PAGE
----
A group of veteran Ethereum ecosystem supporters formed a new DAO tasked with public outreach and marketing for the protocol, called The Marketing DAO. The organization includes former chief marketing officers from ConsenSys and Shapeshift among other key founders.
Distinct from the Ethereum Foundation, which is focused on building out infrastructure for the technology and attracting developers, The Marketing DAO is attempting to set a standard for how the protocol reaches out to the community and public. An area which the group says has been overlooked.
What’s in a DAO
DAOs, or decentralized autonomous organizations, use rules enforced through blockchain smart contracts rather than relying on legal agreements. Through tokenized voting members are able to vote on initiatives and conduct governance much like a traditional corporation.
DAOs also have a rich history in cryptocurrency. Most infamously, an Ethereum-based DAO known as “The DAO” was hacked in 2016 for $70 million in Ether, which ultimately resulted in Ethereum’s first hardfork and created Ethereum Classic. Subsequently, other DAOs have begun to gain meaningful traction like crypto-asset backed lending platform MakerDAO and dxDAO.
Ethereum’s Marketing DAO will fork from Moloch DAO, which went live earlier this year after raising $700,000 in funding from the Ethereum Foundation. Though Moloch DAO was designed to distribute grants to Ethereum projects it will be repurposed for marketing goals by the new organization.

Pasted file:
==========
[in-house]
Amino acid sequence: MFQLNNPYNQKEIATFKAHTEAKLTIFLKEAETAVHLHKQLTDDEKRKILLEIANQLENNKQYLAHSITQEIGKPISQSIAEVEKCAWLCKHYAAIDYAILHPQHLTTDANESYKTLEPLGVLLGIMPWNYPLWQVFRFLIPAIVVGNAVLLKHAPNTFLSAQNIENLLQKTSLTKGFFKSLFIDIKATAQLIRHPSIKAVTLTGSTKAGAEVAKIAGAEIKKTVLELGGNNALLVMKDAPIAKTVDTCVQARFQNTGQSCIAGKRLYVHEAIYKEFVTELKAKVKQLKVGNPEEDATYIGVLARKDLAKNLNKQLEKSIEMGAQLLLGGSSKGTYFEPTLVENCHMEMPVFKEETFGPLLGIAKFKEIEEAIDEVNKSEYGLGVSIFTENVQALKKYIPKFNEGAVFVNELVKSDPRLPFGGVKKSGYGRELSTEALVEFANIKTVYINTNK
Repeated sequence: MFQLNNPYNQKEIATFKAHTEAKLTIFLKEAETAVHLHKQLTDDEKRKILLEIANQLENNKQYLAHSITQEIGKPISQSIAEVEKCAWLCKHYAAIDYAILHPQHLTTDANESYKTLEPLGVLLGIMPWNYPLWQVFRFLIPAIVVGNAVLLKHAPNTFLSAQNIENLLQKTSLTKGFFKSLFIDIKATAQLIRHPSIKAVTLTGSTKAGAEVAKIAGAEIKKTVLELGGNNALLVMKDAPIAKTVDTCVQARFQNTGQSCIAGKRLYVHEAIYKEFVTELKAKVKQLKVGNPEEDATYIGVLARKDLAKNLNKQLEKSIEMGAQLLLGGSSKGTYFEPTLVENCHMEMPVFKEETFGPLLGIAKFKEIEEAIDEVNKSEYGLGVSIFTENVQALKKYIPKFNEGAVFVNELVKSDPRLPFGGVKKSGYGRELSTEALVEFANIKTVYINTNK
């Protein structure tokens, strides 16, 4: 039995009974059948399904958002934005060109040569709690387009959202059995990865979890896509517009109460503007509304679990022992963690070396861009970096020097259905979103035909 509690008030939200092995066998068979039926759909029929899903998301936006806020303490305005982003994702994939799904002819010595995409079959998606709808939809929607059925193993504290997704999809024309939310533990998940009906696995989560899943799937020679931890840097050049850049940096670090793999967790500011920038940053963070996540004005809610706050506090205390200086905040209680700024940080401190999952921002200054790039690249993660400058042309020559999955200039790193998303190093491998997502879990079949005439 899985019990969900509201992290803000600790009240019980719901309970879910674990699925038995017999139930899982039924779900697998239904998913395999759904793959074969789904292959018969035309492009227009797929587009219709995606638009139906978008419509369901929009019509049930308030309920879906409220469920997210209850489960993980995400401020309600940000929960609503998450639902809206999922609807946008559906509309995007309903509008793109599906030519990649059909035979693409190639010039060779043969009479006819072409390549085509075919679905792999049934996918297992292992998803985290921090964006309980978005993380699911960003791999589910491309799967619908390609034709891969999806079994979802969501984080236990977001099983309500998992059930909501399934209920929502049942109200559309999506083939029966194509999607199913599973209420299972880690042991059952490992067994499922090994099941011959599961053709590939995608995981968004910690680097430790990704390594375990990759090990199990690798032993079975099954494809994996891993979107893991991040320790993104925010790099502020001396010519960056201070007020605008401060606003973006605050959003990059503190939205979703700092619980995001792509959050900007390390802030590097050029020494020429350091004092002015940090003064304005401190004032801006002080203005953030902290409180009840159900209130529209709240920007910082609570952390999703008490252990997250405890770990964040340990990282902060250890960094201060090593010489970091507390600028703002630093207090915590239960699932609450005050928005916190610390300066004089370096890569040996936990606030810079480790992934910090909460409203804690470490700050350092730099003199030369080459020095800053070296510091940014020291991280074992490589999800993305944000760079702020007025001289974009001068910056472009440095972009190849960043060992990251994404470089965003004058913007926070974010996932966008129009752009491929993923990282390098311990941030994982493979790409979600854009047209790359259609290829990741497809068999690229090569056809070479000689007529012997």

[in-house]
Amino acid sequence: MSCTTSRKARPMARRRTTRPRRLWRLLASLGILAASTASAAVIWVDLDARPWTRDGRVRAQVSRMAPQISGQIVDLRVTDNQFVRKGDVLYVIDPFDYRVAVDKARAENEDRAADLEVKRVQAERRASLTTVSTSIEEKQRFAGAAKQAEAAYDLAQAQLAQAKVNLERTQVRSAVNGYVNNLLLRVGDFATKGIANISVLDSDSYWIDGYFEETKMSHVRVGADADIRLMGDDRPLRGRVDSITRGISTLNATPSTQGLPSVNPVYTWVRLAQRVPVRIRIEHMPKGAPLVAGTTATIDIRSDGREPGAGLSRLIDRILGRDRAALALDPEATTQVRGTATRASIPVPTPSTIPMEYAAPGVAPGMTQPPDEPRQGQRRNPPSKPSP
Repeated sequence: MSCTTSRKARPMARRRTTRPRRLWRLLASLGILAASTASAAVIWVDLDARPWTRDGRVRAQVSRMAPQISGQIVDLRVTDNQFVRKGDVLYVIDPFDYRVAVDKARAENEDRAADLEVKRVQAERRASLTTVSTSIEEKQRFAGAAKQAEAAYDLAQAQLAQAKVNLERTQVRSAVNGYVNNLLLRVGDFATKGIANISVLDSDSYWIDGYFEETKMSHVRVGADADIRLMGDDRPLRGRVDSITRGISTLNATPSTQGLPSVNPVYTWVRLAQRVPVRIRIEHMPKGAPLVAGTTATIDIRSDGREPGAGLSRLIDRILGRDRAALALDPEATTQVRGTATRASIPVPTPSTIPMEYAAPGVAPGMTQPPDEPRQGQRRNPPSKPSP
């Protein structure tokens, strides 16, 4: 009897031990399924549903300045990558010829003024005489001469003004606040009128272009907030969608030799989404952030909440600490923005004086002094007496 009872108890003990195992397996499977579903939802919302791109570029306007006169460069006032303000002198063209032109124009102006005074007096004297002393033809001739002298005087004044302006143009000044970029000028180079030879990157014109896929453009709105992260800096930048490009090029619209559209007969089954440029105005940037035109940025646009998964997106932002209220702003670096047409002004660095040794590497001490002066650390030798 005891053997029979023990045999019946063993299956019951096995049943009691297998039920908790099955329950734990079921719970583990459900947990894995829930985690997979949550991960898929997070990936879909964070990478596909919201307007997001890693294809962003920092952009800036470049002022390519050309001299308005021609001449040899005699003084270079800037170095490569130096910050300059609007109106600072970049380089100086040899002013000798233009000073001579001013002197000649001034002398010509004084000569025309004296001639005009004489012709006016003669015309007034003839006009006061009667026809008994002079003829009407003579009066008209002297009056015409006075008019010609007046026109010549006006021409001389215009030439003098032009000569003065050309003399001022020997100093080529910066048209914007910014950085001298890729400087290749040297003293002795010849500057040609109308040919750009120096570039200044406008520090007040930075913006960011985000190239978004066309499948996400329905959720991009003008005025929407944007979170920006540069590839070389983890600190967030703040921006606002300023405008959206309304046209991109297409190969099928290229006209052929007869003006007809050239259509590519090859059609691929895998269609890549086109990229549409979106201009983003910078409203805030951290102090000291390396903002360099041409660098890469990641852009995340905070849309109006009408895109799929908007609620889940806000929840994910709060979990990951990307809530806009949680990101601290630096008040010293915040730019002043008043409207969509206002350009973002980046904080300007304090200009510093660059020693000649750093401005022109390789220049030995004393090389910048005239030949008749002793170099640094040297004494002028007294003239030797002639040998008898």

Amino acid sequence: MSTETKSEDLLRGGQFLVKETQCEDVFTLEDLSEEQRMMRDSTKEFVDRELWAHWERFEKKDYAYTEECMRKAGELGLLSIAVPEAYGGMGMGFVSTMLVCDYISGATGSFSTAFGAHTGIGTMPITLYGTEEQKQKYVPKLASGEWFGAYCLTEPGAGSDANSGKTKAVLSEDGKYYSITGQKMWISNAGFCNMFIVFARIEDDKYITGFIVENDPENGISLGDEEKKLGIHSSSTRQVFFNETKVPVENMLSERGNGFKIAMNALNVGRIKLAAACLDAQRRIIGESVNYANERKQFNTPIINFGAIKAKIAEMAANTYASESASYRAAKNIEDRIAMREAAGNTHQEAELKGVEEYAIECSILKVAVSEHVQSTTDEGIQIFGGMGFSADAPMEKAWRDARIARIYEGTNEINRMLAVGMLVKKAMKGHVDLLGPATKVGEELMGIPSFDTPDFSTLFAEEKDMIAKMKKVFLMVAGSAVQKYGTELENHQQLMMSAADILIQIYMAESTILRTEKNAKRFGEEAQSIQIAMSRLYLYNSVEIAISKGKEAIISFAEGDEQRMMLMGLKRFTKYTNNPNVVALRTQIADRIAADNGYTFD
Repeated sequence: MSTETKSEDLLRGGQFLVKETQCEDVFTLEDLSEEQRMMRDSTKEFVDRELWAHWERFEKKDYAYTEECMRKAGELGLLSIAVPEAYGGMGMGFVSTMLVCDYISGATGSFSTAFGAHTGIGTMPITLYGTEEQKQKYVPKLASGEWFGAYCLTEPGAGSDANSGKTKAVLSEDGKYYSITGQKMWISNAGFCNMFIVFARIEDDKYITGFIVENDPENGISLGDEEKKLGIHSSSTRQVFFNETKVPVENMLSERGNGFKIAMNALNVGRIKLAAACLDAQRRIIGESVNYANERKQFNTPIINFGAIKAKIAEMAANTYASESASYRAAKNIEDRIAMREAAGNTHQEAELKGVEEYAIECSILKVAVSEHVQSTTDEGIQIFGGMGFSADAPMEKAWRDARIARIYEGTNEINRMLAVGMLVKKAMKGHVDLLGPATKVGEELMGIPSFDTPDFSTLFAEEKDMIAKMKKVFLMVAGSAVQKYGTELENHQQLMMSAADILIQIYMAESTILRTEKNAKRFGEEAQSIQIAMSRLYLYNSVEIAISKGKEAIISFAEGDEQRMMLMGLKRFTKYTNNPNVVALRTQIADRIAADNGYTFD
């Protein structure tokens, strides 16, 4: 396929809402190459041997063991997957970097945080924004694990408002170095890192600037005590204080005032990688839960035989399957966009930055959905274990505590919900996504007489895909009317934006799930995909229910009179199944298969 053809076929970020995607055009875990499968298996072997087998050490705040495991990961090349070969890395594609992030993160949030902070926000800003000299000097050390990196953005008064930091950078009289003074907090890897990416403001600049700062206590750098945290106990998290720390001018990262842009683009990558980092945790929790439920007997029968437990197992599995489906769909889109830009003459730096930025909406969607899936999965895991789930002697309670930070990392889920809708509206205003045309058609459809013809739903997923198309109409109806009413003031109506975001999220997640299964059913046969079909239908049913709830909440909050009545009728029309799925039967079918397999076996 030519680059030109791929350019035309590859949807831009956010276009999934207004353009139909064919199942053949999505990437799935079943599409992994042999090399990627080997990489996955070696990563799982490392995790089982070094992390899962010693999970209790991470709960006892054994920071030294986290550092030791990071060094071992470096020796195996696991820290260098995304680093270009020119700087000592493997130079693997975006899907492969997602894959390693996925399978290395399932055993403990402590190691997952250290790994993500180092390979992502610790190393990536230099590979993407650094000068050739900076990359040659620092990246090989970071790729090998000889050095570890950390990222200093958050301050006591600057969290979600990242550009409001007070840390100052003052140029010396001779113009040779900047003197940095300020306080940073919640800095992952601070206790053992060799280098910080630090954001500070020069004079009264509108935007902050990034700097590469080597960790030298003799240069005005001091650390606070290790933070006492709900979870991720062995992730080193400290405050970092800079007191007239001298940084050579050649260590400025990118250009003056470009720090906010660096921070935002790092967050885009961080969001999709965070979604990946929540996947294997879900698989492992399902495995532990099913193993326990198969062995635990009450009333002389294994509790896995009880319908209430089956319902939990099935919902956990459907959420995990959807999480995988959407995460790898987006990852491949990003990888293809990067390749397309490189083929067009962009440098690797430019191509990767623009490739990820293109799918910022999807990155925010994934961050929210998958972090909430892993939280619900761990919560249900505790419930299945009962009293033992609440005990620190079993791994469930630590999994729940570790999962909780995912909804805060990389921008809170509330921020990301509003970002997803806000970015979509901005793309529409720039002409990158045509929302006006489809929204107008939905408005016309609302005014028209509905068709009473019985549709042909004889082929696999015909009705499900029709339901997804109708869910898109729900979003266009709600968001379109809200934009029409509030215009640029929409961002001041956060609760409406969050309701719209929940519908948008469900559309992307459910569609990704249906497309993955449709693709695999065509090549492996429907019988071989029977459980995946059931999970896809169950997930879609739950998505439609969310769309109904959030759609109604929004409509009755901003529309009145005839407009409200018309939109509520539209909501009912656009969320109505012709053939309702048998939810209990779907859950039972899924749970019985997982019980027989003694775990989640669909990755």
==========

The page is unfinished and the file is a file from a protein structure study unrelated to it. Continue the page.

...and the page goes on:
Clearing Fear, Uncertainty, and Doubt
One of the goals of the new organization is quelling “misinformation campaign.” Though it doesn’t specify what misinformation exactly, Ethereum is often criticized for its relatively low transaction throughput when compared to other challengers like EOS and TRON.
Until now, members of the Ethereum community have responded by insisting that Ethereum 2.0 will solve scaling issues through dramatic scaling improvements via sharding and other expanded core-level capabilities. However, Ethereum 2.0 has been criticized for its continual postponement.
The Marketing DAO won’t solve these fundamental issues but it will provide a more unified voice against criticism.
Ethereum is “admired for its success,” the Marketing DAO writes, but it “also gets attacked by detractors, some spreading misinformation—and it lacks an organized entity to respond to these misinformation campaigns.”
Though The Marketing DAO appears friendly with other Ethereum projects it seems to be keeping its distance. The project doesn’t even use “Ethereum” in its name, presumably to prevent confusion with the Ethereum Foundation.
Regardless of the circumstances it is difficult to run a successful outreach organization. In 2018 the Cardano Foundation faced allegations of incompetence from IOHK and Emurgo. Meanwhile, the Bitcoin Foundation faced insolvency — partially due to internal scandals and perhaps due to Bitcoin.com’s dominance.
The Marketing DAO’s reliance on public input combined with a reputable team may allow the story to play out differently. At the same time, it’s hard to ignore the contributions the Ethereum Foundation has made for the protocol until now, whether it is focused on marketing or not. In any case, it will be hard for an organization to measure up.